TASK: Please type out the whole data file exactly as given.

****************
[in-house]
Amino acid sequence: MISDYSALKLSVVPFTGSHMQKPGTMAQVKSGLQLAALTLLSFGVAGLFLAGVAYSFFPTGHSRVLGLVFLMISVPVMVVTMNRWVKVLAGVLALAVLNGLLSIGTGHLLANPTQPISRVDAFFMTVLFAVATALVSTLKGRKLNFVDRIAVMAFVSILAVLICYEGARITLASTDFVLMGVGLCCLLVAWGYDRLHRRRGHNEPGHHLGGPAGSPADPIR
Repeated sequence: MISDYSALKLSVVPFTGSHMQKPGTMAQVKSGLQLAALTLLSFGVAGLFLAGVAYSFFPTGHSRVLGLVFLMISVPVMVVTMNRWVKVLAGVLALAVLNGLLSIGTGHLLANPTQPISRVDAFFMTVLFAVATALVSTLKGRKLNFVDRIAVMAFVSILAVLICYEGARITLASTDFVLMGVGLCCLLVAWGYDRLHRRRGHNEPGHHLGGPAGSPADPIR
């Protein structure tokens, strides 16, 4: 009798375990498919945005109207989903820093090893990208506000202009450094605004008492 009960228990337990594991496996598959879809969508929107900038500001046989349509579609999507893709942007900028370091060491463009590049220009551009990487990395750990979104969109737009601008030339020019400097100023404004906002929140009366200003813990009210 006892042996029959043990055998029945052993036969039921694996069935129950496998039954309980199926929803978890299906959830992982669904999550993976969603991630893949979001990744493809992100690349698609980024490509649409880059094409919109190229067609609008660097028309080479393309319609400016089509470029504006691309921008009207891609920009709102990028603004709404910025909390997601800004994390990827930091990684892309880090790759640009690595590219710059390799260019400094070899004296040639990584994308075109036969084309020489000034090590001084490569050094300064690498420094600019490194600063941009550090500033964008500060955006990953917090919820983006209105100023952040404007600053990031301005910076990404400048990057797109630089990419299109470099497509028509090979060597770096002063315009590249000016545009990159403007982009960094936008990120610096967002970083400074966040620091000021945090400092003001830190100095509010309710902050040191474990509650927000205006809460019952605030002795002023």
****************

[in-house]
Amino acid sequence: MISDYSALKLSVVPFTGSHMQKPGTMAQVKSGLQLAALTLLSFGVAGLFLAGVAYSFFPTGHSRVLGLVFLMISVPVMVVTMNRWVKVLAGVLALAVLNGLLSIGTGHLLANPTQPISRVDAFFMTVLFAVATALVSTLKGRKLNFVDRIAVMAFVSILAVLICYEGARITLASTDFVLMGVGLCCLLVAWGYDRLHRRRGHNEPGHHLGGPAGSPADPIR
Repeated sequence: MISDYSALKLSVVPFTGSHMQKPGTMAQVKSGLQLAALTLLSFGVAGLFLAGVAYSFFPTGHSRVLGLVFLMISVPVMVVTMNRWVKVLAGVLALAVLNGLLSIGTGHLLANPTQPISRVDAFFMTVLFAVATALVSTLKGRKLNFVDRIAVMAFVSILAVLICYEGARITLASTDFVLMGVGLCCLLVAWGYDRLHRRRGHNEPGHHLGGPAGSPADPIR
């Protein structure tokens, strides 16, 4: 009798375990498919945005109207989903820093090893990208506000202009450094605004008492 009960228990337990594991496996598959879809969508929107900038500001046989349509579609999507893709942007900028370091060491463009590049220009551009990487990395750990979104969109737009601008030339020019400097100023404004906002929140009366200003813990009210 006892042996029959043990055998029945052993036969039921694996069935129950496998039954309980199926929803978890299906959830992982669904999550993976969603991630893949979001990744493809992100690349698609980024490509649409880059094409919109190229067609609008660097028309080479393309319609400016089509470029504006691309921008009207891609920009709102990028603004709404910025909390997601800004994390990827930091990684892309880090790759640009690595590219710059390799260019400094070899004296040639990584994308075109036969084309020489000034090590001084490569050094300064690498420094600019490194600063941009550090500033964008500060955006990953917090919820983006209105100023952040404007600053990031301005910076990404400048990057797109630089990419299109470099497509028509090979060597770096002063315009590249000016545009990159403007982009960094936008990120610096967002970083400074966040620091000021945090400092003001830190100095509010309710902050040191474990509650927000205006809460019952605030002795002023």